Cleaning up chlorinated hydrocarbons
Chlorinated hydrocarbons (CHs) such as perchloroethylene (PCE), trichloroethylene (TCE) and trichloroethane (TCA) have been a central concern in the inventory of contaminated sites. Such concern can be attributed to the toxic and potentially carcinogenic properties of these compounds. CHs are hard to locate and treat, making traditional remedial approaches difficult and inefficient. Site owners with CH contamination in groundwater have been searching for a compromise between capital- and operation-intensive treatment systems such as pump and treat or soil vapor extraction, and the risk associated with monitored natural attenuation (MNA).
The recent introduction of Hydrogen Release Compound (HRCTM), an innovative technology for in situ management of CH plumes, provides property owners with a new approach. The technology accelerates anaerobic bioremediation by providing a time-released hydrogen source essential to the anaerobic dechlorination of CHs.
When it comes to CH remediation, it seems that few aspects of the problem have much in common with petroleum hydrocarbon (PH) remediation. With PH contamination, the majority of property owners are concentrated in gas and petroleum product manufacturers and retailers; CH contamination covers a multi-industry market that includes small- to medium-sized businesses as well as large corporations. While a large underground storage tank (UST) contamination plume can reach a distance of hundreds of feet, a CH plume can reach a distance of thousands of feet. While time frames for site closure of PH contamination are discussed in terms of years, CH site closures are discussed in terms of decades.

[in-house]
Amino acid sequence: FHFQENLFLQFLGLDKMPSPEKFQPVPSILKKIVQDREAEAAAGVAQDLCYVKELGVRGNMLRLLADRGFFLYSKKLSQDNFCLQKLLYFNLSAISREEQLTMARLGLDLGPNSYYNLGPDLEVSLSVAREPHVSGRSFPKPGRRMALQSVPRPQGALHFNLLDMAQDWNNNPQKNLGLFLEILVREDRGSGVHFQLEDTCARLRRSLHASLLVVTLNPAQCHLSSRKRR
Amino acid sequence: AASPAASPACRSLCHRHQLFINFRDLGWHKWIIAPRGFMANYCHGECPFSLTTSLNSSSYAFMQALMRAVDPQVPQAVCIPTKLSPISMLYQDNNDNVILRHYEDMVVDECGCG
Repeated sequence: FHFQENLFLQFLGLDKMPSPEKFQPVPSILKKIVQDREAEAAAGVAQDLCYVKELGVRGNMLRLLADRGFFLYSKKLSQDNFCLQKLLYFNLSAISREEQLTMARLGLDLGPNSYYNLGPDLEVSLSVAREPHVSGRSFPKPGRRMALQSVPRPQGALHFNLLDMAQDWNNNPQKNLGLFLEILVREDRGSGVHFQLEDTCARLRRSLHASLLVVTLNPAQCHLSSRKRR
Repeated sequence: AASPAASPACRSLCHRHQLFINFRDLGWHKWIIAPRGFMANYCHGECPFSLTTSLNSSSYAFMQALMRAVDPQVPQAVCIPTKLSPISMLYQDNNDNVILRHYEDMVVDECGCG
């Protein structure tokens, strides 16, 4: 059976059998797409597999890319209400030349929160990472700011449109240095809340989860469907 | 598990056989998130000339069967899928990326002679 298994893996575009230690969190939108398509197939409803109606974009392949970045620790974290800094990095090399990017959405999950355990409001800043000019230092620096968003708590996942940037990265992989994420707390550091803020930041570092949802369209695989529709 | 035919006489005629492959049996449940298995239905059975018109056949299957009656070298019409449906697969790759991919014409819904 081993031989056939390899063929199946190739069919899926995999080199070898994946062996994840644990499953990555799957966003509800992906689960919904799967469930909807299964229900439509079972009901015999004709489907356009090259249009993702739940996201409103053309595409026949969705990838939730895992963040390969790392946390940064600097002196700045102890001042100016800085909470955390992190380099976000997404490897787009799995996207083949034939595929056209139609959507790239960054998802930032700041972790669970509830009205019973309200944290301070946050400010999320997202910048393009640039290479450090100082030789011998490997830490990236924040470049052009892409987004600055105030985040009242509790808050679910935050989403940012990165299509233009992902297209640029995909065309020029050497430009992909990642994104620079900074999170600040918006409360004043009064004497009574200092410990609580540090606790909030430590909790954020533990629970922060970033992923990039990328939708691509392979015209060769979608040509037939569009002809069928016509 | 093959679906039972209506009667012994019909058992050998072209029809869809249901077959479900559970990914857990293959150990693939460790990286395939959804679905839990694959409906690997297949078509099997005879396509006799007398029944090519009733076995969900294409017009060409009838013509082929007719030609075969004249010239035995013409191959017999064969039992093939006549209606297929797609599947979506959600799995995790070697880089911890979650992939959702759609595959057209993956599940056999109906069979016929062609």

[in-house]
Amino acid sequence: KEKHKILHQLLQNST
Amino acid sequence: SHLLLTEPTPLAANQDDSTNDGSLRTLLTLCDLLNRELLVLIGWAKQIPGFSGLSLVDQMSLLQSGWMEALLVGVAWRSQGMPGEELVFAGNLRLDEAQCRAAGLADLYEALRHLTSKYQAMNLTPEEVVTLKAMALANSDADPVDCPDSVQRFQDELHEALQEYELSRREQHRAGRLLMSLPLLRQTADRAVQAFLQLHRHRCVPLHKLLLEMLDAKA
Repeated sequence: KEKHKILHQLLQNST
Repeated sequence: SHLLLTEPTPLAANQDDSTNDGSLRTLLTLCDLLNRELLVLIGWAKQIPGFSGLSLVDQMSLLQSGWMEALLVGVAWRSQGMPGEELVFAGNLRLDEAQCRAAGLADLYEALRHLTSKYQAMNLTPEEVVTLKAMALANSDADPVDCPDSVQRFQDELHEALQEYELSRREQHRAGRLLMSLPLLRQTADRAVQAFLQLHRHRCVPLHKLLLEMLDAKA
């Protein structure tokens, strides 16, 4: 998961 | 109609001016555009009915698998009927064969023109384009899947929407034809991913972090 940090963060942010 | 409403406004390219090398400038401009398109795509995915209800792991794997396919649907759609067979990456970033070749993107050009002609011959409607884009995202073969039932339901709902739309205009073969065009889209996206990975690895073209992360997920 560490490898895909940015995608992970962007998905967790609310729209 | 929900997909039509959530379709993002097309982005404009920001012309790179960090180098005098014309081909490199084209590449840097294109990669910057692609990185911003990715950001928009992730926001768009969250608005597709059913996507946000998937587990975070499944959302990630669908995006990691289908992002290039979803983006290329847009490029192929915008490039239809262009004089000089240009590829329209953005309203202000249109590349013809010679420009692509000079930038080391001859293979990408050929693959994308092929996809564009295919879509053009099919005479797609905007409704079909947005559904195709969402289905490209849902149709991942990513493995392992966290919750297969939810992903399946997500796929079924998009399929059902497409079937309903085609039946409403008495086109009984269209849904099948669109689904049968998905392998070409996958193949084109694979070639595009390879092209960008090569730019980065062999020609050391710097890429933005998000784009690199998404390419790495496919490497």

Though complete plume remediation is a realistic expectation for many petroleum hydrocarbon sites, for the majority of CH sites with large source areas and large plume sizes, the operative economic pursuit seems to be plume management. Selecting a plume-wide strategy for CH remediation may not be as time- or cost-efficient as implementing localized plume treatment strategies.
Clearly, project managers are met with a new challenge with CHs. Within the scope of existing remedial approaches, these challenges will require innovative and creative solutions.
Limitations of natural attenuation and active remediation systems
Property owners whose sites may qualify for the use of MNA are faced with the risk of future liability associated with a migrating plume. With the cost of remediation reaching up to the millions of dollars on some sites, property owners have accepted the risk of MNA in the absence of low-cost remedial alternatives.
The introduction of risk-based corrective action (RBCA) for PH plume management generated a wave of natural attenuation enthusiasts; however, this natural attenuation paradigm does not readily carry over to the management of chlorinated sites. It is commonly understood that chlorinated compounds do not naturally attenuate the way petroleum hydrocarbons do. The density and low aqueous solubility of dense non-aqueous phase liquids (DNAPLs) such as PCE causes them to migrate rapidly toward the bottom of the aquifer, making them difficult to locate and remediate. Furthermore, the options for having a system naturally attenuate at an accelerated rate are limited because anaerobic processes are very slow in comparison to the more familiar aerobic processes that mediate PH degradation. Thus, given the nature of CHs, the assertion that natural attenuation will be protective of health and the environment at a given site must be substantiated with thorough and accurate evaluation.